2013 CMA/ASCAP Adventurous Programming Awardees Named
Three ensembles and five presenters will be recognized with CMA/ASCAP Awards for Adventurous Programming during the 35th Chamber Music America National Conference in New York City. A ceremony will be held at the Westin New York at Times Square on January 20, 2013.
Established jointly by Chamber Music America and ASCAP, the annual awards recognize U.S.-based professional ensembles and presenters for distinctive programming of music composed within the past 25 years. The recipients, chosen by an independent panel of judges, were evaluated on the basis of their programming and innovations in attracting audiences to performances of new music.
The 2013 CMA/ASCAP Awardees are:
Contemporary: SOLI Chamber Ensemble (San Antonio, TX)
Through its commissioning activities, the SOLI Chamber Ensemble has expanded the repertoire for its instrumentation—clarinet, violin, cello, and piano—a combination inspired by Olivier Messiaen’s Quartet for the End of Time. The group was cited for an award based on its programming and commissions, which included premieres of works by such composers as Brian Bondari, Xi Wang, Dan Welcher, Doug Balliett, and Paul Moravec, as well as Prelude to the End—created for the group’s 20th anniversary by composer Steven Mackey and video artist Mark DeChiazza.
Jazz: Slumgum (Altadena, CA)
Among the innovations of the jazz ensemble Slumgum is its practice of choosing a single concept, based on which all four band members agree to create at least one new piece. Other recent projects include the creation of a new work for octet (Slumgum musicians plus a chamber ensemble of flute, horn, clarinet, and voice) and performances of original works interpreting the written word, ranging from a passage in Charles Mingus’s autobiography to poems, a Biblical passage, and a Buddhist reading.
Mixed repertory: Radius Ensemble (Concord, MA)
To introduce new music to its classically oriented audience, Radius Ensemble has been offering programs that pair contemporary composers with past masters—Jan Bach and Katherine Hoover with Mozart and Françaix, György Ligeti with Robert Schumann. The ensemble (wind quintet, strings, and piano) was cited for its programming and related audience-engagement activities, including accessible spoken introductions to the works performed, meet-the-artists receptions, podcasts of live recordings, and live streaming of concerts.
LARGE PRESENTERS (10 or more concerts per year)
Contemporary: Miller Theatre at Columbia University (New York, NY)
Columbia University’s Miller Theatre was cited for its many original new music events, in particular its Composer Portraits Series, evening-length programs exploring the catalogs of Tobias Picker, George Lewis, John Zorn, and Hilda Paredes; its Sounds of a New Century (SONiC) Festival, which included a 12-hour marathon curated by the JACK Quartet and eight world premieres; and Pop-Up Concerts, a newly inaugurated free series.
Mixed repertory: Yellow Barn (Putney, VT)
Yellow Barn is being honored for its summer festival programming and for emphasis on new music in its year-round concerts, lectures, and educational offerings. The 2012 festival routinely juxtaposed new music and iconic classical works, and included several works by composer-in-residence Brett Dean. A May open-air performance featured Gérard Grisey’s Le Noir de l’Étoile (for six percussionists surrounding the audience)—a composition inspired by the discovery of pulsars—and included a pre-concert talk with an astrophysicist. An artist residency in public schools, featuring the ensemble Due East, also highlighted the music of today’s composers.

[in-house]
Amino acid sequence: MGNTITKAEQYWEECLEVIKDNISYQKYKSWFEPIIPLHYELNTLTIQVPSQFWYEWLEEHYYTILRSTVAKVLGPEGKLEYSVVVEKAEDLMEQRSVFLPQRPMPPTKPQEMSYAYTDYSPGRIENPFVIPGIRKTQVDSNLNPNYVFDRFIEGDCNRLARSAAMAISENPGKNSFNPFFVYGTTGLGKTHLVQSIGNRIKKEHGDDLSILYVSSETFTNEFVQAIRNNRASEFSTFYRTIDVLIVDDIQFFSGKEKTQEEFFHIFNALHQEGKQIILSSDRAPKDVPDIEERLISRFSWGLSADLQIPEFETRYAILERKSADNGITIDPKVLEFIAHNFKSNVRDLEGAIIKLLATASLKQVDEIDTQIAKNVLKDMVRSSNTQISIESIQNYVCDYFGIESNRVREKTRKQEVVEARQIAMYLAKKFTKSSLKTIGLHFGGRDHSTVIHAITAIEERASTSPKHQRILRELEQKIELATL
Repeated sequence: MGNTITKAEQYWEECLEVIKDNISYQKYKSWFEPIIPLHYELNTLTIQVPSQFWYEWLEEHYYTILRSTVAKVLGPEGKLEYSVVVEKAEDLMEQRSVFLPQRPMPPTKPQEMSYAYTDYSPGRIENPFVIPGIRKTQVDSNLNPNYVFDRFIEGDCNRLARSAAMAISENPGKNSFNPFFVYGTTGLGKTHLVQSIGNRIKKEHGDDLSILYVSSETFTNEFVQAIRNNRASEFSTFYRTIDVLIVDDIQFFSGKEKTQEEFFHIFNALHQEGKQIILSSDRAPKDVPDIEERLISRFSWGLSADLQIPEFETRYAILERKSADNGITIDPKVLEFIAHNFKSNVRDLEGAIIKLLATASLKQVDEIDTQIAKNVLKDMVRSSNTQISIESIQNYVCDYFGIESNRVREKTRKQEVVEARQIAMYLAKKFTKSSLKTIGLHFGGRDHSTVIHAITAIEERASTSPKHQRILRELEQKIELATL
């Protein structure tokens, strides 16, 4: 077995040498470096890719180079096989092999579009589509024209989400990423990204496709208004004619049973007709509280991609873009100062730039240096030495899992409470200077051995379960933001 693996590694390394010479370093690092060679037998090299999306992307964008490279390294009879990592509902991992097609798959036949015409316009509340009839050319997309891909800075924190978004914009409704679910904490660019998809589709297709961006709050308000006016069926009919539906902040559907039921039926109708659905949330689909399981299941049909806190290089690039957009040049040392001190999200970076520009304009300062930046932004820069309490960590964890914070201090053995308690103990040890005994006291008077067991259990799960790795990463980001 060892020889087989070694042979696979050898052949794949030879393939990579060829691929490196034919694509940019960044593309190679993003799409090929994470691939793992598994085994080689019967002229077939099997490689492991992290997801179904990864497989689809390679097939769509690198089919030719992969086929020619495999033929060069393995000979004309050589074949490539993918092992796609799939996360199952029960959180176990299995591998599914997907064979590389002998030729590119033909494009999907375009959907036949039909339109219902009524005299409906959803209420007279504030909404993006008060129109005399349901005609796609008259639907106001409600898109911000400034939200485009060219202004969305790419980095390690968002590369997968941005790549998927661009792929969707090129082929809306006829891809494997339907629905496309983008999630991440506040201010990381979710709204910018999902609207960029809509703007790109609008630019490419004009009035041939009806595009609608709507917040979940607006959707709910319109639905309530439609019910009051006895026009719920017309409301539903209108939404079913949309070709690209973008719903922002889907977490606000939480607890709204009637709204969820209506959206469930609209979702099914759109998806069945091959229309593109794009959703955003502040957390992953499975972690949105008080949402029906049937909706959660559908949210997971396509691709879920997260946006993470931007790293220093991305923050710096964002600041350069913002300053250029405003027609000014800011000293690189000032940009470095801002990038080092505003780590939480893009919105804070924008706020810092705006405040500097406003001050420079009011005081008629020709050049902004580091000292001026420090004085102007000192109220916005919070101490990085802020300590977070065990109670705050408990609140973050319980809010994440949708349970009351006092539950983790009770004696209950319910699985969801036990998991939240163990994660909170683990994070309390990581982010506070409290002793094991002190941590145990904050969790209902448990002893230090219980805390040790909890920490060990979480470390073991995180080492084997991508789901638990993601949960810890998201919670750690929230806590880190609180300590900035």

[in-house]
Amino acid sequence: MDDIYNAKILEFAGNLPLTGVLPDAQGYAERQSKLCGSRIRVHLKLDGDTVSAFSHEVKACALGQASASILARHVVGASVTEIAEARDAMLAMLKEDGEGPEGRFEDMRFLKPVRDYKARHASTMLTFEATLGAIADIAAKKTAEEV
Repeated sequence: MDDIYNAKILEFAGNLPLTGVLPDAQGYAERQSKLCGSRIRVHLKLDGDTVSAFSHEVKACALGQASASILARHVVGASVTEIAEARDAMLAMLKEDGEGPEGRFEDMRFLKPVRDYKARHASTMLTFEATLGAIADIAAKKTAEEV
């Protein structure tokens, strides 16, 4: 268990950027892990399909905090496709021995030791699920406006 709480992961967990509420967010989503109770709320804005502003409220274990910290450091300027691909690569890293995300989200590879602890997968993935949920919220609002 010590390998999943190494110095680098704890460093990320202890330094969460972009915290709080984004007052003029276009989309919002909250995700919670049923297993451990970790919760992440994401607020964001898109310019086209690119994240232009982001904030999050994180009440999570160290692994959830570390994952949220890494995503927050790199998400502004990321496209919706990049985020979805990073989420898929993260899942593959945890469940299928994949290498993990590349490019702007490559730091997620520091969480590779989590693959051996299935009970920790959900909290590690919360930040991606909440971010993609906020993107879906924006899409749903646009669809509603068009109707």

SMALL PRESENTERS (9 concerts or less per year)
Contemporary: Musiqa (Houston, TX)
Musiqa (Houston, TX) is being honored for its wide-ranging commissioning, performance, and educational activities. “Free of the Ground,”—part of Musiqa’s Downtown Series—was an exploration of fellow artists’ influences on composers’ works; a concert in its Loft Series, held in conjunction with Contemporary Art Museum of Houston’s survey of the career of visual artist Donald Moffett, included politically charged works such as Frederic Rzewski’s No More War. Audience-engagement activities include talks by the composers, question-and-answer sessions, and a variety of new music concerts for children.
Jazz: Magic Triangle Jazz Series/UMass Amherst Fine Arts Center (Amherst, MA)
The Magic Triangle Jazz Series at the UMass Amherst Fine Arts Center is being honored for its programming and associated activities organized by music curator Glenn Siegel. James “Blood” Ulmer, Joshua Abrams, Wadada Leo Smith, the Frank Lacy Trio, Shakers ’n’ Bakers, and Steve Coleman and the Elements performed on the series, conducted student workshops, and participated in live radio interviews that were later made available as podcasts.
Mixed repertory: Kyo-Shin-An Arts (New York, NY)
Kyo-Shin-An Arts integrates Japanese instruments into contemporary Western music. A typical collaboration, supported by the Japan Foundation, was titled Kammerraku (Kammer is “chamber” in German, and raku “music” in Japanese) and featured new music performed by the Voxare String Quartet with koto, shakuhachi, and shamisen players. Another partnership, with the Colorado Quartet, featured four works composed for shakuhachi and string quartet, including a commission from Paul Moravec. The works were toured to the John F. Kennedy Center for the Performing Arts during the 100th anniversary of the National Cherry Blossom Festival.
(—from the press release)